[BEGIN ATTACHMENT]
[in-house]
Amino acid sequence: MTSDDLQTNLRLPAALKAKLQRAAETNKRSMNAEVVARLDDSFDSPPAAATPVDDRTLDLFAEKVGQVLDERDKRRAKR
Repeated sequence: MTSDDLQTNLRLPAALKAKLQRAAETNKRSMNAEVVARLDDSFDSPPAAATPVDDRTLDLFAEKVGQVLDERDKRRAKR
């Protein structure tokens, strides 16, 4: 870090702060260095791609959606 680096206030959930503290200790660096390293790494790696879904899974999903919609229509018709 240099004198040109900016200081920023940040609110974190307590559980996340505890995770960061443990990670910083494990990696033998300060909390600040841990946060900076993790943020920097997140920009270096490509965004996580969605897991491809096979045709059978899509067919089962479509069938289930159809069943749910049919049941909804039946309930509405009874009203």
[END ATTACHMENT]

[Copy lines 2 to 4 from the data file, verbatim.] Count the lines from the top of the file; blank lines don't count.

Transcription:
Amino acid sequence: MTSDDLQTNLRLPAALKAKLQRAAETNKRSMNAEVVARLDDSFDSPPAAATPVDDRTLDLFAEKVGQVLDERDKRRAKR
Repeated sequence: MTSDDLQTNLRLPAALKAKLQRAAETNKRSMNAEVVARLDDSFDSPPAAATPVDDRTLDLFAEKVGQVLDERDKRRAKR
């Protein structure tokens, strides 16, 4: 870090702060260095791609959606 680096206030959930503290200790660096390293790494790696879904899974999903919609229509018709 240099004198040109900016200081920023940040609110974190307590559980996340505890995770960061443990990670910083494990990696033998300060909390600040841990946060900076993790943020920097997140920009270096490509965004996580969605897991491809096979045709059978899509067919089962479509069938289930159809069943749910049919049941909804039946309930509405009874009203």